Debian packages have accelerated our development. The tooling catches expensive mistakes earlier, and we can deploy pre-release versions to our test devices easily, whereas our previous installation system made that process prohibitively complex.
Grading last year’s goals 🔗︎
Last year, I set three high-level goals that I wanted to achieve during the year. Here’s how I did against those goals:
Grow TinyPilot to $1M in annual revenue 🔗︎
- Result: Grew TinyPilot’s revenue by 76% to $812k
- Grade: B
I always knew that $1M was an aggressive goal. We fell short, but I’m still impressed at how close we came.
Manage TinyPilot on 20 hours per week 🔗︎
- Result: I spent more time managing TinyPilot in 2022 than in 2021.
- Grade: D
I was hoping to automate and delegate away enough of my job to reduce my management time to 20 hours per week, but it didn’t happen. Between growing sales, spinning up the support engineering team, and putting out fires due to the chip shortage, my management time increased.
Ship TinyPilot Voyager 3 🔗︎
- Result: We never even completed the design phase
- Grade: F
TinyPilot has always used the Raspberry Pi 4B as the core hardware. There’s a wonderful ecosystem around the Pi 4B, but the hardware is relatively expensive and difficult to integrate with custom chips.
My plan for 2022 was to create a custom circuit board for the slimmer, less expensive Raspberry Pi Compute Module 4. That could cut our manufacturing costs by up to 60% and simplify our hardware design.
Instead, all of our hardware engineering time went to chasing down manufacturing issues and supply shortages, so we made no progress on a new product.
Goals for year six 🔗︎
Manage TinyPilot on 20 hours per week 🔗︎
I failed miserably at reducing my hours last year, but it’s now my top priority. I’m hopeful about my chances this year. A lot of my 2022 work laid the groundwork to remove me from the critical path in 2023.
Earn $100k in profit 🔗︎
For TinyPilot’s first two and a half years, I focused on growth. I pay the same in hardware and software engineering costs whether I’m selling 20 devices per month or 2,000, so I needed to reach a certain scale to make the business viable.
For most of 2023, TinyPilot’s production will be constrained by supply. It was disappointing to find out I’d have no chance at growing sales, but the silver lining is that I can slow down and focus on profit rather than growth.
TinyPilot has always roughly broken even, but I think I can reach $100k in profit this year if I avoid further hardware redesigns. Without the hardware redesigns in 2022, I would have saved around $100k on engineering and $20k on materials. If I keep sales steady and run leaner on the hardware side, 2023 should be a profitable year.
Close the TinyPilot office 🔗︎
I’ve leased an office for TinyPilot since early 2021. We use it for assembling devices, fulfilling orders, and storing inventory.
Having our own local office has helped us adapt quickly to changes in our hardware and processes, but it’s a lot of extra overhead. This year, I hope to transition assembly to China, where all of our parts originate. I’m also in the process of moving our fulfillment to a third-party logistics warehouse.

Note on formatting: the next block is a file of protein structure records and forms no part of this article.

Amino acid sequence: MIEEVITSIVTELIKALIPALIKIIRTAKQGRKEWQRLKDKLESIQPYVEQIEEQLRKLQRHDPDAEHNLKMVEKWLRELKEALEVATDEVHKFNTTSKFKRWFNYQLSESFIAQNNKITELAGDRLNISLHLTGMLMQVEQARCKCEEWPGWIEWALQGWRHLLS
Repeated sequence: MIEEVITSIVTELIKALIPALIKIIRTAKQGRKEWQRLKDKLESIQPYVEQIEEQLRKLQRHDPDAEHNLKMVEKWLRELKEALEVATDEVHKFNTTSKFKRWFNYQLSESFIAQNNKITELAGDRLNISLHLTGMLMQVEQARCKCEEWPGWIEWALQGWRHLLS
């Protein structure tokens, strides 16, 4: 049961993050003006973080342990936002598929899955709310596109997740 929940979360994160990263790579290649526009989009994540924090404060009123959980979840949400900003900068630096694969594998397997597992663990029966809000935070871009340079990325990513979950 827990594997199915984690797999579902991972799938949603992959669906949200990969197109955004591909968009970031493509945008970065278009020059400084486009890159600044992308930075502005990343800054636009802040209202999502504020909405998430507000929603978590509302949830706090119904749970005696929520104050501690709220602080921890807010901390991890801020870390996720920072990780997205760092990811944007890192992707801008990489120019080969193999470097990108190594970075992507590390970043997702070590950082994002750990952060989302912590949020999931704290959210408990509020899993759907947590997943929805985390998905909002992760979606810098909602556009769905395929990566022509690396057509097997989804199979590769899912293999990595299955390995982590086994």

Eliminating the TinyPilot office would spare us the work of maintaining a physical space, managing inventory, and tracking in-person shifts. Outsourcing manufacturing and fulfillment will also give the team more flexibility in time and location.
Do I still love it? 🔗︎
Every year, when I write these blog posts, I ask myself whether I still love what I’m doing.
2022 was a hard year — certainly my hardest since going off on my own. I wasn’t miserable, but I can’t say I loved it.
The global chip shortage meant we could never manufacture a batch of products the same way twice. There was always some missing component or manufacturing issue, so we were constantly racing to fix issues and adapt our processes before we ran out of stock. We got through it, and there were only a handful of days that I had to mark any product as sold out, but it was stressful.
That said, there were certainly many things to appreciate about the year. I had a relatively small amount of time for writing and software development, but I’m proud of what I produced. Expanding the TinyPilot organization and figuring out how teams work together grew my skills as a manager. It’s been gratifying to see the team grow in their roles and expand their skills as the company evolves.
I still prefer working for myself to having an employer. I still feel grateful for the freedom to have my own company. And I still want to do it forever.
2022 was a big year for my indie hardware business. We grew to $812k in revenue, got a new website, and added a new team. We also went through a lot of growing pains that taught me:
Never be anyone’s smallest client
Keep 50% capacity freehttps://t.co/eGtD3pXy0b
— Michael Lynch (@deliberatecoder) February 10, 2023